Unholy is an independent film from Nottingham-based Mr Stitch, aka Anthony M. Winson. We watched it for free on Amazon Prime.
I’d seen this offered on Prime before, but something about the trailer put me off. The footage looked fairly lo-fi—I watched it on my phone, which can’t have helped—and the acting seemed a bit naff. However, now I’ve taken the plunge, I can report that Unholy is an indie delight: well-shot, well-directed, and built around a first-class performance by Kellie Goudie.
There’s nothing very original (or original at all) about the plot. Newlyweds Margaret and Peter buy their dream home. Hooray! Once they move in, alarm bells start ringing. For starters, it’s cheap—and the locals seem to know something about it. For instance: the estate agent sees (but doesn’t mention) a shadowy presence. Next, when the heroes meet their new neighbours, the daughter is openly surprised that they plan to live there. Once the action gets going, the mother admits to hearing stories about the house from the previous owner.
So, what’s going on? For the bulk of the film, it’s very much the standard bag of tricks: things moving by themselves; shadowy presences; apparitions; a séance. However, if the meal is familiar, it’s cooked well and served on a nice plate. Instead of getting bogged down in the history of the house, Unholy keeps the focus on the current owners’ predicament, which makes for compelling viewing. Also, there are some genuine surprises in the final act, when the film tries to do things which should, by rights, be a step too far for the tiny budget. It carries them off surprisingly well.
Overall, the film isn’t quite cinema quality, but it still looks nice and believable. All the actors are “good enough” or better, and Kellie Goudie stands out as being fantastic. She’s authentic and natural as Margaret, doing a superb range of emotions when the script needs them. She’s a real asset, and her performance is the heart of the movie.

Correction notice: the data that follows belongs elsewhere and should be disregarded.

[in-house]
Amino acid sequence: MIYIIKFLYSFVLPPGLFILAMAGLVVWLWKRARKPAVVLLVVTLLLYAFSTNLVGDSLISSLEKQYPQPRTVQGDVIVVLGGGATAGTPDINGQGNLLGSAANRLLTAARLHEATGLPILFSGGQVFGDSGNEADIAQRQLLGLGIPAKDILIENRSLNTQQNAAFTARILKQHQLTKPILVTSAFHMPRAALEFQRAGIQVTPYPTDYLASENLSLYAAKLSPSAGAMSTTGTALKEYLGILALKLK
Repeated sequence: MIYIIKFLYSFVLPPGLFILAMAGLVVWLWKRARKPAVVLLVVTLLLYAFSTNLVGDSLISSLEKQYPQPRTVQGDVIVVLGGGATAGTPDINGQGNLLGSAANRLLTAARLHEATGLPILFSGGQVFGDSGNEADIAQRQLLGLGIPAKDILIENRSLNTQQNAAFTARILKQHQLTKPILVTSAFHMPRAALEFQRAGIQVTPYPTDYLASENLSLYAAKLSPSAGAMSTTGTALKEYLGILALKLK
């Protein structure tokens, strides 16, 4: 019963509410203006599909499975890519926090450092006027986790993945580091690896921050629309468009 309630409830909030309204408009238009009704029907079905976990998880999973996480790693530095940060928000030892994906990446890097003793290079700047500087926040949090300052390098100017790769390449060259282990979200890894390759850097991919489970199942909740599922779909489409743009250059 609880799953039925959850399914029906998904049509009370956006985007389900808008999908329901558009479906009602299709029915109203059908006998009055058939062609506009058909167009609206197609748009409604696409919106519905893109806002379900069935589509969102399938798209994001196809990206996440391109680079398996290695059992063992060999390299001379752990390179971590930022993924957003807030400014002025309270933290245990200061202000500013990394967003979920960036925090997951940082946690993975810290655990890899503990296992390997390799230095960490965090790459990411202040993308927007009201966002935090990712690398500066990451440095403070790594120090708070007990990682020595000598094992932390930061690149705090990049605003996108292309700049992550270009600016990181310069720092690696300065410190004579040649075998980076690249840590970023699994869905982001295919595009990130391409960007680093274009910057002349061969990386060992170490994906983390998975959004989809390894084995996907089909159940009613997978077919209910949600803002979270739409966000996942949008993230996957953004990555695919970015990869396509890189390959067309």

It isn’t a perfect “ten out of ten” for Unholy. The first half of the movie, with Margaret isolated in the house, is definitely more effective. As soon as her husband and friends accept the reality of the haunting, it becomes an ensemble piece, robbing Margaret of the limelight. Also, a little mumbo-jumbo is used to move the plot along, which leads to a slight change in tone. As you might expect, a medium gets involved to provide exposition (she’s helped in this by her loyal cameraman, who tags in to avoid monologues). It’s not unusual to have a paranormal veteran brief the civilians, but even so, it’s a mild shame in the context of this film. When Margaret invites people to “have a sniff” of an unexplained smell, or drunkenly blames a neighbour for moving things around, the film is grounded and believable. Less so in these later scenes.
I’m pleased to say the movie rallies at the eleventh hour, serving up a thrilling climax. So, although there was a bit of a minor dip, I had the goodwill to get through it and was amply rewarded on the other side. Overall, it’s a great film and a solid recommendation from me.
About the author
My name is Ellis. When I’m not reviewing movies, I write short stories about ghosts. If you like getting scared in the woods, you might enjoy Deep Summer Magic, which is also available as a free audiobook.
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